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Gucci Mane's New Album 'Droptopwop' Is The Climax To One Redemptive Year

Gucci Mane on stage during the Gucci and Friends Homecoming Concert at Atlanta's Fox Theatre on July 22, 2016.
Paras Griffin
Getty Images for Atlantic Record
Gucci Mane on stage during the Gucci and Friends Homecoming Concert at Atlanta's Fox Theatre on July 22, 2016.

A year ago today, Gucci Mane emerged from an Indiana federal penitentiary a slimmer, sober, reformed version of his old self. Though still confined to house arrest, the Atlanta rapper quickly began picking up the pieces of a career left in limbo when he received a 39-month sentence on gun and drug charges in 2014.

The trap god's legend continued to mushroom during his time away. Meanwhile, the scrappy wave of local rappers and producers he'd ushered into the game, from Future and Young Thug to Mike WiLL Made-It and Metro Boomin, saw their stock rise to the point of eclipsing their mentor's pop resonance.

But none of that stopped Gucci from returning to his established grind. Already notorious for his fast-paced work ethic in the studio, he recorded his first album Everybody Looking in six days. The same day the LP debuted, he took to the stage of his hometown's stately Fox Theatre for a homecoming concert that found him glistening like a gold-plated Gucci next to girlfriend and future fiancée Keyshia Ka'oir.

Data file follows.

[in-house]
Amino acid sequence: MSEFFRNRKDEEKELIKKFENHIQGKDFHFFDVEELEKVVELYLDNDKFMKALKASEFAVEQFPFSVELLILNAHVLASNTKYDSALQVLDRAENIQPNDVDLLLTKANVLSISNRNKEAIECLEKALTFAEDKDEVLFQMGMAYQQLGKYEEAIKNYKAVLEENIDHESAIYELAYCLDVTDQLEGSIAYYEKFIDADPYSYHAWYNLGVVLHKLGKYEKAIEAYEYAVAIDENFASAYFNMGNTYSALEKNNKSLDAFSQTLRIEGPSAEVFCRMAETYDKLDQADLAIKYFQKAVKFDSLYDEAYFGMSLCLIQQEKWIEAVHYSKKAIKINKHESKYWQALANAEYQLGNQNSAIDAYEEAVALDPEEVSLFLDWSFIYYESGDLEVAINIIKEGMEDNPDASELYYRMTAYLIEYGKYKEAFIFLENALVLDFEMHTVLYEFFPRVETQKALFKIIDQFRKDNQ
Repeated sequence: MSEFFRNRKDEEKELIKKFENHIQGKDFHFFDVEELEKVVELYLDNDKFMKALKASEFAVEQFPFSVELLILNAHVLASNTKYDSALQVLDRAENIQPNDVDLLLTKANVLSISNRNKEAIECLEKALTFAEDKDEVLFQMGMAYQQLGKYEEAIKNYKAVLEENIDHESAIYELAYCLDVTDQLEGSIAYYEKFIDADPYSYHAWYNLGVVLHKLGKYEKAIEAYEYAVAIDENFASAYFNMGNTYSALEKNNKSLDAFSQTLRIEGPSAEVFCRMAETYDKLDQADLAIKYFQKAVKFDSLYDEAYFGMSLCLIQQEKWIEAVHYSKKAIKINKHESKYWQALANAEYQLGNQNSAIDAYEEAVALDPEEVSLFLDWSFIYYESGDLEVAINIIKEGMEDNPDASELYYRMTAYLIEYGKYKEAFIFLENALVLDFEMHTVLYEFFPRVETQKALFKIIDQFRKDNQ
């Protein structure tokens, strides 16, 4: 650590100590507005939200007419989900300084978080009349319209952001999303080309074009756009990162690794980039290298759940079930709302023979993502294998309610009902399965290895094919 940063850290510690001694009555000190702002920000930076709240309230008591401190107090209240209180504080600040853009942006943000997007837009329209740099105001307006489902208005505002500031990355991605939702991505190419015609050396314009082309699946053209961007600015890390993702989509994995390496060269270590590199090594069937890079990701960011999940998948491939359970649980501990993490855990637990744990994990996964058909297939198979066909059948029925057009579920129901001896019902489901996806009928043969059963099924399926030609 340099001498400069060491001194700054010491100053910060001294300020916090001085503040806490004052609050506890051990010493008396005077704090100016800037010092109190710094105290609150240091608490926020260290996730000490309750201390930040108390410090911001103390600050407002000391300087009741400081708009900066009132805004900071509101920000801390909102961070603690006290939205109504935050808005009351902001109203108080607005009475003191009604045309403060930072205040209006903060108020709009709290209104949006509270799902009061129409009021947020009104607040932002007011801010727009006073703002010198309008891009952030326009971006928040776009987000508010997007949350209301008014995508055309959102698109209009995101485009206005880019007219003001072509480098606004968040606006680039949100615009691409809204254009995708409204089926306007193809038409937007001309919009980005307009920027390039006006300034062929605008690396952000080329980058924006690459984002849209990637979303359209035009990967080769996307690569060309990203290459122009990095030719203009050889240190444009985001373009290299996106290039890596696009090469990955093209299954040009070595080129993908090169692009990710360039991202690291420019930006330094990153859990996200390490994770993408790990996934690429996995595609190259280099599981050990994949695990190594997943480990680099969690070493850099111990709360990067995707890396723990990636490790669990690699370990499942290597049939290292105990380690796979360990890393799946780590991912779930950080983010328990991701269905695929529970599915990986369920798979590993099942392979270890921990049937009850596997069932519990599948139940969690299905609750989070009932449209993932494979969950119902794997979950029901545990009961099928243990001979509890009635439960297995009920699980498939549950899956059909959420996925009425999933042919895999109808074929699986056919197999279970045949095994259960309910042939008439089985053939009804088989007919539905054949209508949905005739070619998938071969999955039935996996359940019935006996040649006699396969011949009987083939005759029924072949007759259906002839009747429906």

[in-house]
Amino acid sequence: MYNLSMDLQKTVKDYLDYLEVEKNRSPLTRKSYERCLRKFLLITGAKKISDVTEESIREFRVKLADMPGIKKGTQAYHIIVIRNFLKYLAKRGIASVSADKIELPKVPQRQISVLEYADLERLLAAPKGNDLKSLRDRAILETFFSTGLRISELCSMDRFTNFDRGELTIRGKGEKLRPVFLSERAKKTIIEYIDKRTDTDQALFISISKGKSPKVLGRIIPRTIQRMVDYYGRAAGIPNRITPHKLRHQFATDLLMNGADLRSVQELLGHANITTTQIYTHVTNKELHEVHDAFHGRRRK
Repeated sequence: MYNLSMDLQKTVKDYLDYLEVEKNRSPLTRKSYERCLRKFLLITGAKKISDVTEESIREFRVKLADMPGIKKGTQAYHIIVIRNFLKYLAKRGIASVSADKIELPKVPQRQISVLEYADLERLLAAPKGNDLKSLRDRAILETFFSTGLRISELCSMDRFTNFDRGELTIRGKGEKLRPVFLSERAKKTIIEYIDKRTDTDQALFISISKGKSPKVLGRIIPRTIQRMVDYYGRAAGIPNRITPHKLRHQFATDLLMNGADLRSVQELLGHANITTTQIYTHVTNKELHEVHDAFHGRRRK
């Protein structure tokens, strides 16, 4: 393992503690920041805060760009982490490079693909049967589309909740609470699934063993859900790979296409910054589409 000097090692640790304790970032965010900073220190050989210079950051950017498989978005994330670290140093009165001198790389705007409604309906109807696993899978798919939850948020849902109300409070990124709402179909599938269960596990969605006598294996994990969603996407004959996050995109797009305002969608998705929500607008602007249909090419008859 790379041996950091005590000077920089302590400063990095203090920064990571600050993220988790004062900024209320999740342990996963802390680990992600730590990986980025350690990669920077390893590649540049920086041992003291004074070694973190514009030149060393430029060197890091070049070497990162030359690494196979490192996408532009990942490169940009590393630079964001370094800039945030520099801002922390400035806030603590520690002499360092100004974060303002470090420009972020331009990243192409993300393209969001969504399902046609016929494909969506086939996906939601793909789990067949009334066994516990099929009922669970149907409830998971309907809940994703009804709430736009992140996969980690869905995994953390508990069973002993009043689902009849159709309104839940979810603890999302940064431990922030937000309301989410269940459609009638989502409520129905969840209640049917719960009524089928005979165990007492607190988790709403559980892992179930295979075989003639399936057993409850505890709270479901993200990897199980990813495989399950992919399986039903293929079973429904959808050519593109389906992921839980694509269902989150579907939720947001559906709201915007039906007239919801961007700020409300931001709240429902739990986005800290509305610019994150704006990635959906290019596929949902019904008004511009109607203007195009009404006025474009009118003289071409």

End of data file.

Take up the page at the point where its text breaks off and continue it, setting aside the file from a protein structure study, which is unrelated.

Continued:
Gucci Mane, <em>DroptopWop</em>.
/ Courtesy of the artist
Courtesy of the artist
Gucci Mane, DroptopWop.

Over the course of the next year, the victory lap continued: five additional solo projects and collaborations ( Everybody Looking, GucTiggy EP, Woptober, Free Bricks 2: Zone 6 Edition, 1017 vs. the World and The Return of East Atlanta Santa), a book deal ( The Autobiography of Gucci Manecomes in September 19), an inimitable Tiny Desk Concert at NPR headquarters and even his first Coachella performance. He'd finally arrived, and with a clearer sense of self that made him more revealing in interviews and on songs like Woptober's confessional "Addicted" — not to mention a newly chiseled frame and a set of pearly whites to match.

Now, on the anniversary of his new beginning, the release of new album Droptopwopfeels like the climax to the biggest year in Gucci's career. Produced by Metro Boomin, the album is his best post-prison release yet. It's concise, tightly trimmed to 10 tracks, and it sounds less rushed than his typical releases. After spending years hounded by the law and his own demons, the Mane could finally be learning to take his time, refine his flow and deliver on the early promise fans feared he'd squandered for good. Redemption has never sounded so Gucci.

You can streamDroptopWop below.

Copyright 2020 NPR. To see more, visit https://www.npr.org.

Rodney Carmichael is NPR Music's hip-hop staff writer. An Atlanta-bred cultural critic, he helped document the city's rise as rap's reigning capital for a decade while serving on staff as music editor, culture writer and senior writer for the defunct alt-weekly Creative Loafing.